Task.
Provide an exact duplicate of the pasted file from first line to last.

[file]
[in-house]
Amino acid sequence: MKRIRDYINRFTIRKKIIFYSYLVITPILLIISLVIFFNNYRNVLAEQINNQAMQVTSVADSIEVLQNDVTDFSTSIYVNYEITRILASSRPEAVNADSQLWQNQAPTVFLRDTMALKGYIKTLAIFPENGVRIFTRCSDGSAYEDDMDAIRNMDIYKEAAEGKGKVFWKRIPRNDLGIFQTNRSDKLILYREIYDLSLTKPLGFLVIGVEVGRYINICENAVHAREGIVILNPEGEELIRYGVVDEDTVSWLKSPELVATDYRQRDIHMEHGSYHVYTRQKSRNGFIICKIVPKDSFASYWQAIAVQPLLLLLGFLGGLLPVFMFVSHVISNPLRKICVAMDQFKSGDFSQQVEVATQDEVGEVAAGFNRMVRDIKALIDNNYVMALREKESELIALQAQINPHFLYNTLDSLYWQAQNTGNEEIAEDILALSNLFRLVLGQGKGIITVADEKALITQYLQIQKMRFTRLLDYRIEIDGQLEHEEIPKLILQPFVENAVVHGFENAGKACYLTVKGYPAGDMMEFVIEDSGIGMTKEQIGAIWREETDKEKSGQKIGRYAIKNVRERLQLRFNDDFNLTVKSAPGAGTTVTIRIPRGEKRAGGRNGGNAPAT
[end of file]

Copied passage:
[in-house]
Amino acid sequence: MKRIRDYINRFTIRKKIIFYSYLVITPILLIISLVIFFNNYRNVLAEQINNQAMQVTSVADSIEVLQNDVTDFSTSIYVNYEITRILASSRPEAVNADSQLWQNQAPTVFLRDTMALKGYIKTLAIFPENGVRIFTRCSDGSAYEDDMDAIRNMDIYKEAAEGKGKVFWKRIPRNDLGIFQTNRSDKLILYREIYDLSLTKPLGFLVIGVEVGRYINICENAVHAREGIVILNPEGEELIRYGVVDEDTVSWLKSPELVATDYRQRDIHMEHGSYHVYTRQKSRNGFIICKIVPKDSFASYWQAIAVQPLLLLLGFLGGLLPVFMFVSHVISNPLRKICVAMDQFKSGDFSQQVEVATQDEVGEVAAGFNRMVRDIKALIDNNYVMALREKESELIALQAQINPHFLYNTLDSLYWQAQNTGNEEIAEDILALSNLFRLVLGQGKGIITVADEKALITQYLQIQKMRFTRLLDYRIEIDGQLEHEEIPKLILQPFVENAVVHGFENAGKACYLTVKGYPAGDMMEFVIEDSGIGMTKEQIGAIWREETDKEKSGQKIGRYAIKNVRERLQLRFNDDFNLTVKSAPGAGTTVTIRIPRGEKRAGGRNGGNAPAT